Most splashy inventions have science fiction analogues, appearing in film, television or print long before popping up in real life, like: Star Trek‘s medical tri-corder, Harry Potter‘s invisibility cloak or The Transformers‘ metamorphosing robot animals. But a cloak that can blink data out of time itself?
Let’s say you want to hide something you’re doing online, like sending a text message or transferring a file to someone. Nowadays you might choose to encrypt that data, but even if someone listening wasn’t able to crack your encryption scheme, there’s still evidence something was sent. The real trick, if you wanted to cover your tracks, would be devising a way to conceal the transmission itself. And if you wanted to be diabolically clever about it, you might make that concealment mechanism time itself. Crazy fourth-dimensional voodoo science, right?
Maybe not. Back in 2010, researchers at Imperial College London suggested it might actually be possible to hide things in time by generating temporally camouflaged moments during which someone could carry out an action unobserved. Their inspiration? The concept behind prototype invisibility cloaks, which can hide objects by using specially crafted materials that warp the electromagnetic spectrum, making it seem as if the light were flowing continuously without encountering the concealed object.
It’s just a hop, skip and a jump from that to hiding events in time, surmised the researchers, suggesting that by temporally separating light waves, then bringing them back together, you might be able to cloak pockets of time. Those pockets might then allow you to secure data transmissions sent over optical fiber (a transmission medium that conveys data using light). “It doesn’t just prevent eavesdroppers from reading your data — they wouldn’t even know there was any data there to hack,” explains Purdue University electrical engineer Joseph Lukens, lead author of a new study just published in science journal Nature.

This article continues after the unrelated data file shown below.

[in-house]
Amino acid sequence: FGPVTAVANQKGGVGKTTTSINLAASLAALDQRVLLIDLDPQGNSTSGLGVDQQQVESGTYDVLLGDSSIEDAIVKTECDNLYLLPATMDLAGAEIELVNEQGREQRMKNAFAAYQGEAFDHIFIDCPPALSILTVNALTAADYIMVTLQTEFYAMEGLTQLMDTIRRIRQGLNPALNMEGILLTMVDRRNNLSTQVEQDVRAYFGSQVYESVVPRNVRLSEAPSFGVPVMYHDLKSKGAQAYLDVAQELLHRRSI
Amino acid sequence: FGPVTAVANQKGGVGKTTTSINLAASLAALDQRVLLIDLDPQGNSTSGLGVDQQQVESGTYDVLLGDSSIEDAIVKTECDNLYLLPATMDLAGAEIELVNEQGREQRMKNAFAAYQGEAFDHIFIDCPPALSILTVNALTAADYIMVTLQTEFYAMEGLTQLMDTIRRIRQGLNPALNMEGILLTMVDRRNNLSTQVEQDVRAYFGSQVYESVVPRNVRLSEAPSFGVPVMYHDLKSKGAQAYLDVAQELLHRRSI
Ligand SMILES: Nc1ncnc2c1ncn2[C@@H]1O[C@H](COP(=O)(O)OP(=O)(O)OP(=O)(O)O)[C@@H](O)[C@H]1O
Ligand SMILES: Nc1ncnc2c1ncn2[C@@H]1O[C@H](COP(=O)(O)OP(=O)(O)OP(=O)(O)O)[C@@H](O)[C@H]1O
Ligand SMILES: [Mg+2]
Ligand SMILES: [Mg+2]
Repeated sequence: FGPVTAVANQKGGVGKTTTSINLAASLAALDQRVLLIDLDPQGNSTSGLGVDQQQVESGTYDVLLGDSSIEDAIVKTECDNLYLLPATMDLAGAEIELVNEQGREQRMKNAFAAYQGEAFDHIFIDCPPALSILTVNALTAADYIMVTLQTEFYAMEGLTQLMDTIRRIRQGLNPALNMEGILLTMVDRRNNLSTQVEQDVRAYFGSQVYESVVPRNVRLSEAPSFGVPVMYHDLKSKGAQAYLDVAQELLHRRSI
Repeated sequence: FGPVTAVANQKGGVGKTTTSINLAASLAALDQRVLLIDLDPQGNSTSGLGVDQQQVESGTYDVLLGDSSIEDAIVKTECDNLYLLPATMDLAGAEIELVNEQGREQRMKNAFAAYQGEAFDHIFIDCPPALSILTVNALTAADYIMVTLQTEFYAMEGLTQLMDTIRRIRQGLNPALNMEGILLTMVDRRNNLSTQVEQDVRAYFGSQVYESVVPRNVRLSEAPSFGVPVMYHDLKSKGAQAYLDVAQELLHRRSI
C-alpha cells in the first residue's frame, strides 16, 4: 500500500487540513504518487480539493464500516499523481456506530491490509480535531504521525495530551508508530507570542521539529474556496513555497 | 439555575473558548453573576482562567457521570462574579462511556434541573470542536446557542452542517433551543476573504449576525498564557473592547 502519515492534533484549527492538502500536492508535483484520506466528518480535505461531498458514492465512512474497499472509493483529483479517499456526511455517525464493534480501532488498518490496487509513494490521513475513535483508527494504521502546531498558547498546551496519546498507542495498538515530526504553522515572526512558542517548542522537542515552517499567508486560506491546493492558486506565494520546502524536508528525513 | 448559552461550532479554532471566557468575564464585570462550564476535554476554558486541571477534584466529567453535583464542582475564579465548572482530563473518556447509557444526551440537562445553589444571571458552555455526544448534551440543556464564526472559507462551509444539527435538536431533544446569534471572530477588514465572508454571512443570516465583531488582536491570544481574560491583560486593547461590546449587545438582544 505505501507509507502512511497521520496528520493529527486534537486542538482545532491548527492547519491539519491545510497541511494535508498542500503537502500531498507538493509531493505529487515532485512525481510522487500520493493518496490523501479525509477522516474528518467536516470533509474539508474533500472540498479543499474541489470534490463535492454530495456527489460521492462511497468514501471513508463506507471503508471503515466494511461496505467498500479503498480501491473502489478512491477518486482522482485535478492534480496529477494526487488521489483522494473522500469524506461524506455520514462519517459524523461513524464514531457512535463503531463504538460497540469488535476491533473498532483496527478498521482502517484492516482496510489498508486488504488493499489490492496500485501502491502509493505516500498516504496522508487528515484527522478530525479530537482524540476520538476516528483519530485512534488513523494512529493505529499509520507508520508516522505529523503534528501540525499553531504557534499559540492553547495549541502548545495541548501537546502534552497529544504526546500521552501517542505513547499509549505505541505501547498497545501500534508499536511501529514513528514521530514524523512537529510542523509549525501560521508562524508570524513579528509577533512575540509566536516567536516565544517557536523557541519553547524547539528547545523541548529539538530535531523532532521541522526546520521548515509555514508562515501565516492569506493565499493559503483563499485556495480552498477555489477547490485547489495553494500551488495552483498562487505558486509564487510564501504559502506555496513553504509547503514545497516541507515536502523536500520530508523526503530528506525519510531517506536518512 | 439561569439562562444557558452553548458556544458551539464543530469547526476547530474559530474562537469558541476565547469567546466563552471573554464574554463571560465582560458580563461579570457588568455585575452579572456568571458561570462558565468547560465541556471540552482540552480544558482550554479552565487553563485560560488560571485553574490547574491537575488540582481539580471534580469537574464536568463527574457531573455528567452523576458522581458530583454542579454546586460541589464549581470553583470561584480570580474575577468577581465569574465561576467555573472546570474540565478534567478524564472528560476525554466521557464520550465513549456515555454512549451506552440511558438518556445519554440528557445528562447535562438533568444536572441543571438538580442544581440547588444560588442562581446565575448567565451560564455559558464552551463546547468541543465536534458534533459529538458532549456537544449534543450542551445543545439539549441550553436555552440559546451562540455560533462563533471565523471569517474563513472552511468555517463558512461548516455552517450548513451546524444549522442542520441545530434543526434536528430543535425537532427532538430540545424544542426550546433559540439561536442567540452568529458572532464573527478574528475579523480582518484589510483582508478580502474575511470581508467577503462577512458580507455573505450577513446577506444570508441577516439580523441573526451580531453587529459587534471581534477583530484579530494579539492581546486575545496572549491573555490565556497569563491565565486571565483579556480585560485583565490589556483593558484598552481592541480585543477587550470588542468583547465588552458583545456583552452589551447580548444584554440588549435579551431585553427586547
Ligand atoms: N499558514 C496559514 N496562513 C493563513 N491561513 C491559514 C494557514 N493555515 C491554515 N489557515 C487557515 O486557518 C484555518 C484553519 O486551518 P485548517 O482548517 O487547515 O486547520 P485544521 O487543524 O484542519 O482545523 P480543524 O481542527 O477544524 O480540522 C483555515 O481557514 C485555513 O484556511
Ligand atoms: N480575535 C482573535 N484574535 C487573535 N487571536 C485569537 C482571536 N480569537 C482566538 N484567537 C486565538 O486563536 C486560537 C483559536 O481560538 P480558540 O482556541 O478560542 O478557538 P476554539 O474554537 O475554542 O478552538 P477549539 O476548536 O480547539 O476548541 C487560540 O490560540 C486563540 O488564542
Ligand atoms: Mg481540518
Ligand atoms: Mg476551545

Sounding appreciably Fringe-esque yet?
This isn’t the first time scientists have fiddled with a time-cloak: In January 2012, Nature published a paper by scientists at Cornell who wrote that “it may be desirable to cloak the occurrence of an event over a finite time period, and the idea of temporal cloaking has been proposed in which the dispersion of the material is manipulated in time, producing a ‘time hole’ in the probe beam to hide the occurrence of the event from the observer.” They then demonstrated how they’d managed to build a working temporal cloak using laser pulses. But as Nature notes, the “windows in time” weren’t open long enough to conceal data “coming in at telecommunication rates.”
Enter Lukens and his colleagues at Purdue, who approached the challenge of temporally concealing data by exploring a phenomenon known as the Talbot effect — named after British inventor Henry Fox Talbot, who in 1836, observed that when light passes through a diffraction grating (a thin, translucent surface with multiple parallel slits cut at regular intervals) it forms an ornate fractal-like pattern reflective of the diffraction grating itself and sometimes referred to as a Talbot carpet (because it looks like an elaborate rug, apparently). One of the takeaways here is that with a Talbot carpet, there’s predictability — the pattern recurs at regular intervals.
According to Lukens, you can create a version of the Talbot effect that’s temporal as well, with regular intervals of zero light intensity; it’s in these zero-intensity stretches that you can then sequester data.
To pull it off, Lukens and his team piped a laser through a device that split it into its component frequencies and alternated voltage to mess with the laser’s timing, causing the frequencies to recombine destructively and create “time holes.” The team then compressed the laser to increase the time windows, at which point it was time to test it by throwing data into the mix. As Nature notes:
The researchers tested the cloak to see if it was operating correctly by inserting a separate encoded data stream into the fibre during the time windows. They then applied two more rounds of phase modulation — to “undo the damage of the first two rounds”, says Lukens — decompressing the energy again and then combining the separated frequencies back into one. They confirmed that a user downstream would pick up the original laser signal alone, as though it had never been disturbed. The cloak successfully hid data added at a rate of 12.7 gigabits per second.
Alas, it seems the cloaking mechanism worked so well that the data was irretrievably hidden: “We erased the data-adding event entirely from history, so there’s no way that data could be sent as a useful message to anyone, even a genuine recipient,” said Lukens. Whoopsie-doodle.
Still, the presumption is that we’re on the cusp of being able to send secret messages using temporal hidey-holes, so, you know, watch out NSA (and other snoopsters), because stuff’s apparently about to get real.